Local artist Ali Haigh’s observation of the patterns in the natural world and her love of fabric and design have led to her exhibition, Pattern to Print. Currently on display at the Manning regional Art Gallery, Ali’s work is creative, individual, and beautiful …
Hi Ali. The first thing I need to ask is, “Who is Ali Haigh?” Tell us a bit about yourself and your background in the local area …
Growing up in the local area has given me great freedom to explore my creative passions. I have a loving and supportive family, who understand my need to cocoon myself in the studio in the lead up to an exhibition amidst the chaos of the ever-growing house chores that I choose to ignore.
I have had the opportunity to collaborate with many inspiring people and places through teaching and travel to share my love of printmaking.
When/how did you work out that art was something you needed in your life?
Art from an early age has always been my way of telling stories and making sense of the world. I have come to understand that it is essential to my ability to create balance and wellbeing in my life, helping me to imagine the unimaginable.
Art connects me to the present moment, broadening my experience and understanding, and yet simultaneously challenges my every assumption.
Your exhibition at the Manning Regional Gallery, Pattern to Print … Tell us about it! How did the concept evolve?
Pattern to Print evolved from my observations of patterns in the natural world and my love of fabric and design.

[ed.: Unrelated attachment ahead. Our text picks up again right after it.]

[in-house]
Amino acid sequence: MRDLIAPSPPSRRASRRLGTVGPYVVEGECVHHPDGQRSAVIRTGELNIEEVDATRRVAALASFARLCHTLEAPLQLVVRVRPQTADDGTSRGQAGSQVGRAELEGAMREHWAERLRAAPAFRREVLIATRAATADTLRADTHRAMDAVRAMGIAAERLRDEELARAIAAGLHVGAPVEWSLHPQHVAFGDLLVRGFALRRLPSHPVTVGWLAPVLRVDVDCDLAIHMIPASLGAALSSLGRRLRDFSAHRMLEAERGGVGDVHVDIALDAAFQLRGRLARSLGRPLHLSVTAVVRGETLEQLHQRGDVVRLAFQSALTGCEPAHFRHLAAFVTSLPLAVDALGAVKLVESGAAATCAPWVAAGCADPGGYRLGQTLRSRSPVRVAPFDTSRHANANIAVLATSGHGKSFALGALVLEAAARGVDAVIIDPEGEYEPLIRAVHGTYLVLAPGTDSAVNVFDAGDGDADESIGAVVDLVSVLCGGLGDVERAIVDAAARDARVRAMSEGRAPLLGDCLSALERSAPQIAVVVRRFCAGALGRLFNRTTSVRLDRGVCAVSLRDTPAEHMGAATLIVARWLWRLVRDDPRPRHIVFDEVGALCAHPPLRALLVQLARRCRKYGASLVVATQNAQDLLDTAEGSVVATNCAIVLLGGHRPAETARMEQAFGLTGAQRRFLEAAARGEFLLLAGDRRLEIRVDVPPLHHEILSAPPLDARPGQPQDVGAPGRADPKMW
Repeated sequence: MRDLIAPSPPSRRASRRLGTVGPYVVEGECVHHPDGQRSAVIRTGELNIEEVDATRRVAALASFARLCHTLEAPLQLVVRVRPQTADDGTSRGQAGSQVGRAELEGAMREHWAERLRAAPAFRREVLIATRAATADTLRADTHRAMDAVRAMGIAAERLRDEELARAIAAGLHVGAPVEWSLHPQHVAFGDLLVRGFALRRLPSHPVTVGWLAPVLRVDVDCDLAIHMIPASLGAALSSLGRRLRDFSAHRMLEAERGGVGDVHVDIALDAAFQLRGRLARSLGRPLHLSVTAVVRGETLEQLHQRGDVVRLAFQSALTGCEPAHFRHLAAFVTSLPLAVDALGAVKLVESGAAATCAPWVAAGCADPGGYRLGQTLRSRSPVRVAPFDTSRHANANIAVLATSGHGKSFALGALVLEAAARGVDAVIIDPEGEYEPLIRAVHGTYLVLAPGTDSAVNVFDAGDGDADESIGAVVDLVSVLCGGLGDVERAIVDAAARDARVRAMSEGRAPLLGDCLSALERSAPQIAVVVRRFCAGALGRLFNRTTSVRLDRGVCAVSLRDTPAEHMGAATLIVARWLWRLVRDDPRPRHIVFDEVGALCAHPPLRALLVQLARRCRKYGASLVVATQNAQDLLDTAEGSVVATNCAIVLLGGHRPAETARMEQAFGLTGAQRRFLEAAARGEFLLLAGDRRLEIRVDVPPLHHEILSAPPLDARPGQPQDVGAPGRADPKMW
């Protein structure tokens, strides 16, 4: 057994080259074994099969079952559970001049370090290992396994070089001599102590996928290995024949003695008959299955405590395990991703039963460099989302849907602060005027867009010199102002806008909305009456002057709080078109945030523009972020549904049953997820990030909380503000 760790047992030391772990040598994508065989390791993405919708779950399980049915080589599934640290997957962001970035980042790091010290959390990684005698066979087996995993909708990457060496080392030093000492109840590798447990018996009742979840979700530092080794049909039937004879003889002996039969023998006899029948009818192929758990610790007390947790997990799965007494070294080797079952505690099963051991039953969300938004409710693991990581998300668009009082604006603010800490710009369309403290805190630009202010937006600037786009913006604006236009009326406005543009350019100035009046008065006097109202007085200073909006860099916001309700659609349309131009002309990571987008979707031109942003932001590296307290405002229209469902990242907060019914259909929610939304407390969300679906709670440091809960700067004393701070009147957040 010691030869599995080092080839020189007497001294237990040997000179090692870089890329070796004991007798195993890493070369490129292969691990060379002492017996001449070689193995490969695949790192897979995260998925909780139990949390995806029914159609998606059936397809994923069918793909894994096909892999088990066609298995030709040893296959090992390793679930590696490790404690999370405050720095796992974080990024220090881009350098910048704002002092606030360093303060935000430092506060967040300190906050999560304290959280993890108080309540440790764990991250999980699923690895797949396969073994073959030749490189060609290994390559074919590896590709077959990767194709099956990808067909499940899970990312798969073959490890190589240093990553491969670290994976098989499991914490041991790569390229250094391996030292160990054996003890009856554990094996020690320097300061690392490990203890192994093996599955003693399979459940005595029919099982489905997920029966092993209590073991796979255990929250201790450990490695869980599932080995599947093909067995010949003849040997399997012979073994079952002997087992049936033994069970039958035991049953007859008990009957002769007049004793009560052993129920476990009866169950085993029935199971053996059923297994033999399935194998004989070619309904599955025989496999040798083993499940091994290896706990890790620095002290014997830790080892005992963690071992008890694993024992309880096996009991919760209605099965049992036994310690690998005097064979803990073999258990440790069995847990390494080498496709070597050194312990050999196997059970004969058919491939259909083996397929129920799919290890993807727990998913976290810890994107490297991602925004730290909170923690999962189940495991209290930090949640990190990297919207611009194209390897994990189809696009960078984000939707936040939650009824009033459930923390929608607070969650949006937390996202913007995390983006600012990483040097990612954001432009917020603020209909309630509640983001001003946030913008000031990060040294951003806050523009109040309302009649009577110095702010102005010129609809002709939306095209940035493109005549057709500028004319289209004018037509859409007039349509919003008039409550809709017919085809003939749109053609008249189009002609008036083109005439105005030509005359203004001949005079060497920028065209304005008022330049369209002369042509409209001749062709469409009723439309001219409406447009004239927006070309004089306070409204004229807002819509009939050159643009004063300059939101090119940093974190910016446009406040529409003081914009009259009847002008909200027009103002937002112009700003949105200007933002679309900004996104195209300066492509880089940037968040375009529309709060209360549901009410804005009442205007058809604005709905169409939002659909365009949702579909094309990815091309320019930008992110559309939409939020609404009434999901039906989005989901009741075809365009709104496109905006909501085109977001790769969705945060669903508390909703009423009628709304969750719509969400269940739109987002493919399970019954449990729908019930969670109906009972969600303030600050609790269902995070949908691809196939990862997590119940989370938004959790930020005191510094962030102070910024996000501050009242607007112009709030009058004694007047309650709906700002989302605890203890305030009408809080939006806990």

In September 2015, I began a project I called Collaborate365, where I created an ephemeral artwork in collaboration with the natural world around me, every day for one year. This project was inspired by the practice of contemporary Australian sculptor Shona Wilson.
This project helped me create a disciplined art practice and taught me to hold things lightly, letting my creations go each day as the artworks washed or blew away with the elements.
When I posted my daily collaborate pieces on my blog and Facebook, people commented how the artworks looked like fabric designs.
This feedback founded the idea that led to the exhibition. The patterns I saw in nature re-ignited my love of textiles, taking me back to the roots of my learning. In many ways it was a natural progression, as the repetitive patterns I created daily found their way into print and on textiles, mediums I am familiar with.
What are some of the more unusual/standout mediums/objects you used to create the exhibition?
For me, this exhibition is about getting back to basics. I have used simple hand print methods to create repeat prints on beautiful fabrics. Mosiac-like patterns have been made from discarded art catalogues, and an installation of timber banksia leaves cascade from one room to another. Rocks repeat on bespoke wallpapers and old linoleum tiles, and X-ray film find a new purpose as plates.
Where can we see other samples of your work, or find out more about you?
My exhibition at the Manning Regional Art Gallery runs from the 19th October until the 26th November 2017.
If you are interested in knowing more about my process and any upcoming workshops I’m holding, follow my blog at collaborate365.wordpress.com or email me at email@example.com